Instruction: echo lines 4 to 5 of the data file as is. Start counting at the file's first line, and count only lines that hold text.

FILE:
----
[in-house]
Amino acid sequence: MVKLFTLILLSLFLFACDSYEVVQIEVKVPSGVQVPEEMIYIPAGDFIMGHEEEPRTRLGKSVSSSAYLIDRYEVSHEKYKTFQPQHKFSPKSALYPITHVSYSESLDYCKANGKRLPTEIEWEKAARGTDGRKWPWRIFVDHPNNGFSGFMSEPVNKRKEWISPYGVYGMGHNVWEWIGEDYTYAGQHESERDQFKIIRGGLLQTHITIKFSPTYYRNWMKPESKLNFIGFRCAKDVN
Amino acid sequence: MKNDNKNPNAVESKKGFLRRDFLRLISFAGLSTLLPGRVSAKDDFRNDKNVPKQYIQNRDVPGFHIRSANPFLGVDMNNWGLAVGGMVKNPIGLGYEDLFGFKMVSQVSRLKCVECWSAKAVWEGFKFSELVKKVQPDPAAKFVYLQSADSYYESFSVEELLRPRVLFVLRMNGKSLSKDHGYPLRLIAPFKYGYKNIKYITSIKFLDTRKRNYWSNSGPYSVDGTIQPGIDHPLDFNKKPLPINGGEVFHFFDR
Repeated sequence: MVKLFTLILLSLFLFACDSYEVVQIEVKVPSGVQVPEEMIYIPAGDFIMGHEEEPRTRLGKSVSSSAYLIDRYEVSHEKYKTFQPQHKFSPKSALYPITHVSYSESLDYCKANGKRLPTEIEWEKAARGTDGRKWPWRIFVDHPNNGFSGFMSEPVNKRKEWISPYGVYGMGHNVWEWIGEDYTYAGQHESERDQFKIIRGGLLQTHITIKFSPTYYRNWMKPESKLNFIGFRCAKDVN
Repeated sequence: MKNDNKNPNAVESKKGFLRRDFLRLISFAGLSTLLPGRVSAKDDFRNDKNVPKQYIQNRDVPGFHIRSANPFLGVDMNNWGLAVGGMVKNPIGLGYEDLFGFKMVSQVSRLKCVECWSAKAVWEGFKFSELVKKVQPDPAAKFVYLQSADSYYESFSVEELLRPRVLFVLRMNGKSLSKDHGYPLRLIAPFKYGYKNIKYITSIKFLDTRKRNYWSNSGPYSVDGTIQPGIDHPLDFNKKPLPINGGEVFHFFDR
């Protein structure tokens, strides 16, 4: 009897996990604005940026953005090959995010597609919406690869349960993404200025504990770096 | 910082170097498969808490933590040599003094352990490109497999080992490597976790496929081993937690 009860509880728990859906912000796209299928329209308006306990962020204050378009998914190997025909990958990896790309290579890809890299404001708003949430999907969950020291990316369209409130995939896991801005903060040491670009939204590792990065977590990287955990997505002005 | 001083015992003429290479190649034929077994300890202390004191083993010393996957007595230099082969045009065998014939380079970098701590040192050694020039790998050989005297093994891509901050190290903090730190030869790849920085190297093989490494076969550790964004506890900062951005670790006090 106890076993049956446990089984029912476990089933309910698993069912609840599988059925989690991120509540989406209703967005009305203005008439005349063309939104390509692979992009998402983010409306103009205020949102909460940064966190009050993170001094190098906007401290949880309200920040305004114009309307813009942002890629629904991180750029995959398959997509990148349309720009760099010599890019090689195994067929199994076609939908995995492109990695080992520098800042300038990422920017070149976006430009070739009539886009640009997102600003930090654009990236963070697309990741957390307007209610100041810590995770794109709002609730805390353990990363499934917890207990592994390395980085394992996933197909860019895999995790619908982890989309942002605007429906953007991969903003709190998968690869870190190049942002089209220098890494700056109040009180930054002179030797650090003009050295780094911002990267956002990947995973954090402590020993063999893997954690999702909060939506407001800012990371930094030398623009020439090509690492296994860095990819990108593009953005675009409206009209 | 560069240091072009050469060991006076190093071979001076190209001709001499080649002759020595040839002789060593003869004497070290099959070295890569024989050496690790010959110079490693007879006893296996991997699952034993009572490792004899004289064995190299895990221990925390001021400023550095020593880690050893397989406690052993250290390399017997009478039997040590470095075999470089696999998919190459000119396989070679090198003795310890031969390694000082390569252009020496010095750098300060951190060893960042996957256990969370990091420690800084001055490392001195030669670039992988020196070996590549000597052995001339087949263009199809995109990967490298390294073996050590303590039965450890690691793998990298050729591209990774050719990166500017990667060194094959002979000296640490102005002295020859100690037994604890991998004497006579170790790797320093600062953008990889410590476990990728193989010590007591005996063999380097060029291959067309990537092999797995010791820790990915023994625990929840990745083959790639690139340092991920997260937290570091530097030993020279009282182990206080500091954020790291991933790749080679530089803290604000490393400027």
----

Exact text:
Repeated sequence: MVKLFTLILLSLFLFACDSYEVVQIEVKVPSGVQVPEEMIYIPAGDFIMGHEEEPRTRLGKSVSSSAYLIDRYEVSHEKYKTFQPQHKFSPKSALYPITHVSYSESLDYCKANGKRLPTEIEWEKAARGTDGRKWPWRIFVDHPNNGFSGFMSEPVNKRKEWISPYGVYGMGHNVWEWIGEDYTYAGQHESERDQFKIIRGGLLQTHITIKFSPTYYRNWMKPESKLNFIGFRCAKDVN
Repeated sequence: MKNDNKNPNAVESKKGFLRRDFLRLISFAGLSTLLPGRVSAKDDFRNDKNVPKQYIQNRDVPGFHIRSANPFLGVDMNNWGLAVGGMVKNPIGLGYEDLFGFKMVSQVSRLKCVECWSAKAVWEGFKFSELVKKVQPDPAAKFVYLQSADSYYESFSVEELLRPRVLFVLRMNGKSLSKDHGYPLRLIAPFKYGYKNIKYITSIKFLDTRKRNYWSNSGPYSVDGTIQPGIDHPLDFNKKPLPINGGEVFHFFDR